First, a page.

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Program for the Study of Germany and Europe

Why the Devil Wears Prada : The Fashion Formation Process in a Simultaneous Disclosure Game Between Designers and Media

1997 – Wolfgang Gick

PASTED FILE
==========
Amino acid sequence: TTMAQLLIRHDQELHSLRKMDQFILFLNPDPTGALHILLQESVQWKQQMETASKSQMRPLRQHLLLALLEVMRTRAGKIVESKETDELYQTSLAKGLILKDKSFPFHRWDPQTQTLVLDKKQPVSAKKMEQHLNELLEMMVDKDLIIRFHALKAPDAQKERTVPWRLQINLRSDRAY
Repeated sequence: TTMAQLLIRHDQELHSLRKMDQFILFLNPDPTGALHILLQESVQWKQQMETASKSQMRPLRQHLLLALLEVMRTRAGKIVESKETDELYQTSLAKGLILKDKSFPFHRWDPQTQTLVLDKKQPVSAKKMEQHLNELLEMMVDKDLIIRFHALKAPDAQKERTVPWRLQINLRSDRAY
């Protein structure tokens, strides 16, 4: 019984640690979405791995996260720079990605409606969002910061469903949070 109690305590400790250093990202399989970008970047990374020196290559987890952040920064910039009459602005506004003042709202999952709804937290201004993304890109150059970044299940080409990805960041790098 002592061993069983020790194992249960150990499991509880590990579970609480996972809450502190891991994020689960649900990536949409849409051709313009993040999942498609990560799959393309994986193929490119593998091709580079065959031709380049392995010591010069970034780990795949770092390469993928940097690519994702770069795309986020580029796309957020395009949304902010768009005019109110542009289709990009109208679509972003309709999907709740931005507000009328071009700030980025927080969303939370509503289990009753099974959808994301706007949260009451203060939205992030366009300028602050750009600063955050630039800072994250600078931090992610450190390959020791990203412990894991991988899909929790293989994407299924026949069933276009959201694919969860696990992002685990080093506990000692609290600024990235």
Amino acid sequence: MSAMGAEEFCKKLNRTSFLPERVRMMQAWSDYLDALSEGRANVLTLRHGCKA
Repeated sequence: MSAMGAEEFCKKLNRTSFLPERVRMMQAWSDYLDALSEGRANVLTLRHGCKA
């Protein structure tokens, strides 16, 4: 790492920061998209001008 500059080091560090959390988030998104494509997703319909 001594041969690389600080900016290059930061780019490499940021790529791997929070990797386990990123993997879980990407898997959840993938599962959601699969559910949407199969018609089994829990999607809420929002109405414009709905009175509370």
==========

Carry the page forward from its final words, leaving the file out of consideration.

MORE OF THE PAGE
This paper focuses on the incentives political and bureaucratic actors face in the institutional setting of EU technology policy. In examining the implications and assumptions of neoclassical and evolutionary theories of technological change, it tries to answer why some approaches are difficult to translate into policy designs. By focusing on positive policymaking the paper examines why policy learning does not occur in certain institutional settings. A special focus is on the informational constraints that limit policy design. Since evaluation and oversight mechanisms have not been sufficiently developed and accepted within EU settings, there is much room for inefficiency, as a basic agency model with hidden information shows. If political planners have incomplete information about the state of the world, programs cannot be designed efficiently. Hence, a better link between evaluation and program design could reduce inefficiencies. Regarding this point, current discussions in U.S. policymaking seem to focus increasingly on program design effects and policy implementation.